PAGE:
Marmots are members of the same family, Sciuridae, as are squirrels; indeed, they can be thought of as a large ground squirrels, although the etymological of the name is Latin, mures montani: mountain mouse.

There are two species of marmot in the vicinity of the Lake although they occupy different ranges based upon altitude: the Hoary Marmot is found around alpine and subalpine meadows and scree ; the Yellow-bellied Marmot is found in the valleys and lower mountain slopes. (Don’t count on spotting a woodchuck around here; the last isolated observation was nearly a century ago).

The Hoary Marmot is a favourite of hikers. It is often seen lounging on the rocks staring around at its beautiful surroundings—although, it is probably watching for predators such as the Grizzly or Golden Eagle. When danger is sensed, others are warned with a shrill whistle (which has also earned it the nickname of whistler). It consumes large quantities of vegetation in the summer, laying on layers of fat to enable it to hibernate for eight to nine months under the alpine snows of winter.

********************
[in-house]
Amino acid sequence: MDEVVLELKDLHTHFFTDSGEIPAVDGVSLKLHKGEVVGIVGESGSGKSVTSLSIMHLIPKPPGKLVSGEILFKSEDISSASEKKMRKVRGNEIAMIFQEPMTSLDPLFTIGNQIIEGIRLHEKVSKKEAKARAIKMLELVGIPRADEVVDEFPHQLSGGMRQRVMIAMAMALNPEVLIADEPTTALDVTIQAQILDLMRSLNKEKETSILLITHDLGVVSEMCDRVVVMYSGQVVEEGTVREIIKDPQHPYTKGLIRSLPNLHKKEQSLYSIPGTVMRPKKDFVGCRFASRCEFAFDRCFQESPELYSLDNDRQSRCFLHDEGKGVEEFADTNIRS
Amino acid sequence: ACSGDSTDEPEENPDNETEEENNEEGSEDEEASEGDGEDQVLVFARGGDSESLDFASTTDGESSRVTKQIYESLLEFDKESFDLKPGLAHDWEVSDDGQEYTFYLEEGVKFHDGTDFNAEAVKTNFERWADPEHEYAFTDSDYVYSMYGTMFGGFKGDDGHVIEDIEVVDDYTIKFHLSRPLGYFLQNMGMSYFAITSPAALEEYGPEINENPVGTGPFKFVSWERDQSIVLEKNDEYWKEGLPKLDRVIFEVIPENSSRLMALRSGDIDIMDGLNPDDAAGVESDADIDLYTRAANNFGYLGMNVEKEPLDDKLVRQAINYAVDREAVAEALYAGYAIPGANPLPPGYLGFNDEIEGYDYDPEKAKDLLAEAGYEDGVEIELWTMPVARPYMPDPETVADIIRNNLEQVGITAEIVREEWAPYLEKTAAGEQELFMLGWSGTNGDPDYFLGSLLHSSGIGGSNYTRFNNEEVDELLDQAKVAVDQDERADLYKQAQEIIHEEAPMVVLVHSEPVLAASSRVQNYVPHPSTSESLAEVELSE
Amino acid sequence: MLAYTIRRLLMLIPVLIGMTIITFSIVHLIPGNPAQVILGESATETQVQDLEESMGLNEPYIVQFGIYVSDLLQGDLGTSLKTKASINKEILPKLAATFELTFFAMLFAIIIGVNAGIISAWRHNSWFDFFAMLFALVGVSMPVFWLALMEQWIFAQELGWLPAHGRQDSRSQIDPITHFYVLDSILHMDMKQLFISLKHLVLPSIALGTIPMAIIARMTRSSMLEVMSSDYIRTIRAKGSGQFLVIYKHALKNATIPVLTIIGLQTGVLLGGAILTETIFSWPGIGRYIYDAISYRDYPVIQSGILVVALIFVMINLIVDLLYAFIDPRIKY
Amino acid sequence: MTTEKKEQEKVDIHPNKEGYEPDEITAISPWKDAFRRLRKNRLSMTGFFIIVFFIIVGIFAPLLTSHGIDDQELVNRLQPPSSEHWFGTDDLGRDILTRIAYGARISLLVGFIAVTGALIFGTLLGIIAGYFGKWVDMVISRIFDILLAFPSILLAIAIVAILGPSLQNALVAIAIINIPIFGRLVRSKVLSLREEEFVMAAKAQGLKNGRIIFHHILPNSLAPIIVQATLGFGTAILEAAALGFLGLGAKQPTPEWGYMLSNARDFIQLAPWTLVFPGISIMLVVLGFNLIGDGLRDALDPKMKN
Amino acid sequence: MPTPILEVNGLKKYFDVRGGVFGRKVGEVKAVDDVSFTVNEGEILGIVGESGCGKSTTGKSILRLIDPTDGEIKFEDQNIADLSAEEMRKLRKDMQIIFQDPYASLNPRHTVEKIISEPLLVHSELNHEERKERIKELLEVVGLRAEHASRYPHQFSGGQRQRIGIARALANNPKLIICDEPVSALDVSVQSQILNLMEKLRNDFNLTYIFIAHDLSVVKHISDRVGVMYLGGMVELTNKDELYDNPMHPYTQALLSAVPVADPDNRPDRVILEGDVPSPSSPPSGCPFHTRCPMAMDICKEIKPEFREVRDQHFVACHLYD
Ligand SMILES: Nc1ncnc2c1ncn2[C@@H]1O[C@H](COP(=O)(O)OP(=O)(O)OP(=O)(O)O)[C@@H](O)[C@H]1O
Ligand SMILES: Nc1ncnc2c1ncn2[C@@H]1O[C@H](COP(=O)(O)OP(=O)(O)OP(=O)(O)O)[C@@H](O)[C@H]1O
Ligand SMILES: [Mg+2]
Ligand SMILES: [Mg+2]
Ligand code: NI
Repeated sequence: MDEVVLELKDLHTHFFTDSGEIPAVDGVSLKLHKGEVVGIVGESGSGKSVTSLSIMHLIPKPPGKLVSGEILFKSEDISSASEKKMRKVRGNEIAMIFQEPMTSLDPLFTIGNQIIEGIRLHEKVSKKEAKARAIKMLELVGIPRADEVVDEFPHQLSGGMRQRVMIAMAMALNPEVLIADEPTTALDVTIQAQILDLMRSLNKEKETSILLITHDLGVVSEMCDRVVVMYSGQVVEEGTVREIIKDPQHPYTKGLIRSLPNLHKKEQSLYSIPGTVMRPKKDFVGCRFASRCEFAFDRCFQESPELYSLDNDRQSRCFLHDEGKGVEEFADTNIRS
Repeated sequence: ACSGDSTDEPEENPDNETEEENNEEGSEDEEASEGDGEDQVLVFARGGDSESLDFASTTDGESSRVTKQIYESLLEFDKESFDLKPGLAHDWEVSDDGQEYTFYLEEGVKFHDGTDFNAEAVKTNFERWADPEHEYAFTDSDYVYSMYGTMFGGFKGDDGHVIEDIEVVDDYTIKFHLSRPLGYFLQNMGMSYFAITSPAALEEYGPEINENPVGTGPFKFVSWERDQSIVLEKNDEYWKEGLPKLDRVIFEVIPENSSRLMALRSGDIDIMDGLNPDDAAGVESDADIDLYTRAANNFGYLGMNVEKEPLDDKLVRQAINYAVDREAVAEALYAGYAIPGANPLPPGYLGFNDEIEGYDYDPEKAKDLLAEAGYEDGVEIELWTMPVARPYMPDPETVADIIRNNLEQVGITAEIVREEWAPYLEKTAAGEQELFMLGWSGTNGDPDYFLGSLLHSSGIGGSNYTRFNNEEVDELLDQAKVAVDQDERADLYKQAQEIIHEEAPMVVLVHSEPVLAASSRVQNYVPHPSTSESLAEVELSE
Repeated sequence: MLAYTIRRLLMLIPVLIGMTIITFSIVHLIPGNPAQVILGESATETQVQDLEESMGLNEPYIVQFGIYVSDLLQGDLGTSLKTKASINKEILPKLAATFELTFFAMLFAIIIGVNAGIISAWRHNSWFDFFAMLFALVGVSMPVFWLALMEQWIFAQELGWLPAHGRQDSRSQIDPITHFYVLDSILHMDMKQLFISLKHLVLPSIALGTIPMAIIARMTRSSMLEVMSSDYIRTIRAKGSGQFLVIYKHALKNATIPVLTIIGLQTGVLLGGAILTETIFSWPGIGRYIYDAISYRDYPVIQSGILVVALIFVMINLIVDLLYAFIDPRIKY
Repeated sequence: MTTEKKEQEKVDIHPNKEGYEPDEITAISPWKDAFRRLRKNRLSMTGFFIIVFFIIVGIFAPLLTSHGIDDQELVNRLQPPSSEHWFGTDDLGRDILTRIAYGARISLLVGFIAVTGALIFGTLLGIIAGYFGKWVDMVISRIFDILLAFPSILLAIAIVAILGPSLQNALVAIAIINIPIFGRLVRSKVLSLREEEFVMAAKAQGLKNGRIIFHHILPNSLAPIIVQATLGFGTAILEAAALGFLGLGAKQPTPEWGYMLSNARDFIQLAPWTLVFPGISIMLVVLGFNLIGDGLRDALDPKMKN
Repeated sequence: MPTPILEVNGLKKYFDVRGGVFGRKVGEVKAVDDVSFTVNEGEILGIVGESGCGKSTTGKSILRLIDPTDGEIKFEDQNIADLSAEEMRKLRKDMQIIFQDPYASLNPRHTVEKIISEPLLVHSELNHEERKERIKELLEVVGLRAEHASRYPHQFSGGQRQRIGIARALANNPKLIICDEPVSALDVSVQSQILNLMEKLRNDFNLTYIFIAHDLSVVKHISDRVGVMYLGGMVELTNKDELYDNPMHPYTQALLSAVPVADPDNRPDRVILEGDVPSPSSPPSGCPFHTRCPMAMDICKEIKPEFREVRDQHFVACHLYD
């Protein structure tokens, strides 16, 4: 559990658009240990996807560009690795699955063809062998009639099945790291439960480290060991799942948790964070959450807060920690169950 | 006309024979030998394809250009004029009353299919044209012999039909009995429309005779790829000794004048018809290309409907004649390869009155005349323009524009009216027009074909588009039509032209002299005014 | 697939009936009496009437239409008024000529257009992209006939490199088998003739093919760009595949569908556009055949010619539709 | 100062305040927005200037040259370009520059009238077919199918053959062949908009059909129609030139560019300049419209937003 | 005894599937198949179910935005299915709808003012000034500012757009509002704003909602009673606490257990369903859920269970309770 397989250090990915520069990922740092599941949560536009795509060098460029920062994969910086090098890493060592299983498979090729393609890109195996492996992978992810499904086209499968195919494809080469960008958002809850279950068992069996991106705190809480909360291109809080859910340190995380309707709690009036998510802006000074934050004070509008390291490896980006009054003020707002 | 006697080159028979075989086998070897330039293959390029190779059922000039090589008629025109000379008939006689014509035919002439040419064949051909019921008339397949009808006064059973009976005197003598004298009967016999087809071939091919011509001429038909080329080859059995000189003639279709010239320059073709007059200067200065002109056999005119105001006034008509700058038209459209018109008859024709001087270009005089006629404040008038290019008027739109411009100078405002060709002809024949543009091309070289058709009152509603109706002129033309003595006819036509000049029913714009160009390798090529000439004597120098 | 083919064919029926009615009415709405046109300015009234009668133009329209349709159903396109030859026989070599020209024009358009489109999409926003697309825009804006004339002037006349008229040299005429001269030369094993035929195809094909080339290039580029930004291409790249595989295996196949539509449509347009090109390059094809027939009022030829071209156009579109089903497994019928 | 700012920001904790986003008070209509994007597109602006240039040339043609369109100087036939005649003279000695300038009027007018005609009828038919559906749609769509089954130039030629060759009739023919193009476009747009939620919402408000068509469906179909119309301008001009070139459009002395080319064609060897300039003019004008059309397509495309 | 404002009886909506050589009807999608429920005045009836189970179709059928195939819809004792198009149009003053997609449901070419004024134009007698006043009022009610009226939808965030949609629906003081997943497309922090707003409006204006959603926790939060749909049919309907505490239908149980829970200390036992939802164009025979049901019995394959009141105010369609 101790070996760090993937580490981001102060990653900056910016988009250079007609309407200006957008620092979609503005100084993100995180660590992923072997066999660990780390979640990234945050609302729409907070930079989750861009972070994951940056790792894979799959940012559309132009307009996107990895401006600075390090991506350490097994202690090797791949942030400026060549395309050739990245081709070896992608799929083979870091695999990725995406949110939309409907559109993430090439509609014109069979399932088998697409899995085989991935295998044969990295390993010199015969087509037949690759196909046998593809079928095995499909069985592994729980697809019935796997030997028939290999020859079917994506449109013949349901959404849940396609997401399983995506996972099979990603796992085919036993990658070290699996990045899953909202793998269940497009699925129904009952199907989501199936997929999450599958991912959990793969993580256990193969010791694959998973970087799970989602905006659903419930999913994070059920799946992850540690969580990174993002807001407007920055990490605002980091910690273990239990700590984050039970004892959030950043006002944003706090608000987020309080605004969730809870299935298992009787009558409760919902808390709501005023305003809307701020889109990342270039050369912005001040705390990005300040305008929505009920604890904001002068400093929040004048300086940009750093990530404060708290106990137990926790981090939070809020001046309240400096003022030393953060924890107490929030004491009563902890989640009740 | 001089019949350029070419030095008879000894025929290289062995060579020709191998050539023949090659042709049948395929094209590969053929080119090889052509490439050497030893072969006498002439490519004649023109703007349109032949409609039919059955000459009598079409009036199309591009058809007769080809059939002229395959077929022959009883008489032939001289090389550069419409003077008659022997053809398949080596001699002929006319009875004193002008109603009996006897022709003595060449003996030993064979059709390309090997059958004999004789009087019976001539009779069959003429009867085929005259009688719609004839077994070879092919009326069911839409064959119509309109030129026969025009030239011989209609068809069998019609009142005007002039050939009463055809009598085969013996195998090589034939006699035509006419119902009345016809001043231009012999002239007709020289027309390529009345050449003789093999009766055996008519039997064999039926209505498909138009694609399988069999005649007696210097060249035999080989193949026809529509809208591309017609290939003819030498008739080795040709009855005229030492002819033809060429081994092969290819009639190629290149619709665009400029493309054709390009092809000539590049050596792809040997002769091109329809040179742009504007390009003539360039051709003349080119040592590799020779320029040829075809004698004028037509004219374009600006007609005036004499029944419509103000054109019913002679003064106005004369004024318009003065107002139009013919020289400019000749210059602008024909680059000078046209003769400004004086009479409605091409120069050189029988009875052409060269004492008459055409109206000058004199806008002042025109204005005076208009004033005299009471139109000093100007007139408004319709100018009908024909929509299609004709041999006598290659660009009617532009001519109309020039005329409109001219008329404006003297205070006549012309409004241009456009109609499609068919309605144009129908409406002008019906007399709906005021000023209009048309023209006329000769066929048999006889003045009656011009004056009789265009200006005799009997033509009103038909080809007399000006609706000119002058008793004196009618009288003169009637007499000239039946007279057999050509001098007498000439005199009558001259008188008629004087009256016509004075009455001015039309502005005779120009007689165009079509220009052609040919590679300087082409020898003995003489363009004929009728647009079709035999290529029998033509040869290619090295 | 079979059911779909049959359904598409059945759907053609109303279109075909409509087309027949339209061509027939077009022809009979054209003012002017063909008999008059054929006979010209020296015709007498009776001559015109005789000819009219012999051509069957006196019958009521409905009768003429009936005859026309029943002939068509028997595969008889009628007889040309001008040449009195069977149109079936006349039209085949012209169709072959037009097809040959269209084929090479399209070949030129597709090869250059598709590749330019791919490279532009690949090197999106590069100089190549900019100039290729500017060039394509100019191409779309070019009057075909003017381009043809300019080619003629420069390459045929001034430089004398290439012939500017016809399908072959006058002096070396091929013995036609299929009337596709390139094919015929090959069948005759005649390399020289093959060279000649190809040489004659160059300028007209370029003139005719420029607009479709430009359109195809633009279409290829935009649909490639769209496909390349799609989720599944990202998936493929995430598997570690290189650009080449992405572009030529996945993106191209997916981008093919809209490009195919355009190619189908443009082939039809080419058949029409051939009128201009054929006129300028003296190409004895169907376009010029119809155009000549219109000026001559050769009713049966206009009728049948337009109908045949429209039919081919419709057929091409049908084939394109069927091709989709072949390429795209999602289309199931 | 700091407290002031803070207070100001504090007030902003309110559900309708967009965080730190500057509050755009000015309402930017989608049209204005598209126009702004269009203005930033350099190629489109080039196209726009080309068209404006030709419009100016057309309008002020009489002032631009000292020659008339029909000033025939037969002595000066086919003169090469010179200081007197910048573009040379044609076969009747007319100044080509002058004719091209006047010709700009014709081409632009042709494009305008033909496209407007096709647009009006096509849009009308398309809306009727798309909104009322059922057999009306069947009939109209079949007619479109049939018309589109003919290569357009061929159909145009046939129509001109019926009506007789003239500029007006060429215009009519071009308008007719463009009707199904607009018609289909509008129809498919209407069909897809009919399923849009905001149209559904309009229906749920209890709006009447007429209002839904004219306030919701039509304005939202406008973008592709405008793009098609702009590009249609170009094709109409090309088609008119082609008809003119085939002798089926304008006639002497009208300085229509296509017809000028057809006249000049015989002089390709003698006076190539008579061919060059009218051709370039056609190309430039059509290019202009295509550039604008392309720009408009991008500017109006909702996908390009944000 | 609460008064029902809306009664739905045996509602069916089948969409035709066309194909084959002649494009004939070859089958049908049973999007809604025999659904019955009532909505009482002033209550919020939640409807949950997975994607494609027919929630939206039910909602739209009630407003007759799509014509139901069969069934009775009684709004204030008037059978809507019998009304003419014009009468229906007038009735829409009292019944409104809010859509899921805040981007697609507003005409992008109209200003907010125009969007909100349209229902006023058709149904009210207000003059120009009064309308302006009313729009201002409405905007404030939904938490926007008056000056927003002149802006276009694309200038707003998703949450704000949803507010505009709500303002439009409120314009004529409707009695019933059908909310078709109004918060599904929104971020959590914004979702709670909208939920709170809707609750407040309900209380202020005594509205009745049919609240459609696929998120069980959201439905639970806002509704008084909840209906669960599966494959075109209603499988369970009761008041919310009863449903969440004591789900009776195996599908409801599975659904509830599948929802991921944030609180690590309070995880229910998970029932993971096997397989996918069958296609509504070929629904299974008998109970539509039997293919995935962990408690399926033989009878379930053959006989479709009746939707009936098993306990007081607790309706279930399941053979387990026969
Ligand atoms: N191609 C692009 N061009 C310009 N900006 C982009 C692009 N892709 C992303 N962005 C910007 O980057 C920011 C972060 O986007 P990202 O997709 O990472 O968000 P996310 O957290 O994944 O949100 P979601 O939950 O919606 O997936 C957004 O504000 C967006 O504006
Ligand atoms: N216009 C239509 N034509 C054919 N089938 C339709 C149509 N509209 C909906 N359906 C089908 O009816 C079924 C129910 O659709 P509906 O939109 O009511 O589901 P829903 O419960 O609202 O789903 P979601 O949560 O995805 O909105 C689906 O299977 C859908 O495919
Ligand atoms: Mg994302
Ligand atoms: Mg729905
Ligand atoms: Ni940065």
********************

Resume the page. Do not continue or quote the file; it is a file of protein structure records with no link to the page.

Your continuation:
marmotHigh above Kootenay Lake, a Hoary Marmot rests by the edge of Kokanee Lake.
 Doug Thorburn

marmot lickingSome local marmots have discovered that the legs of hikers serve as a source of salt.  Doug Thorburn

marmotA Hoary Marmot at home in its favourite haunt, an alpine scree slope.  Ken Anderson

marmotA Hoary Marmot isn’t above scarfing a few morsels from hikers.  Doug Thorburn

yellow bellied marmotThe Yellow–bellied Marmot is a marmot of the valleys and lower mountain slopes of the Selkirks.

Fraser tartan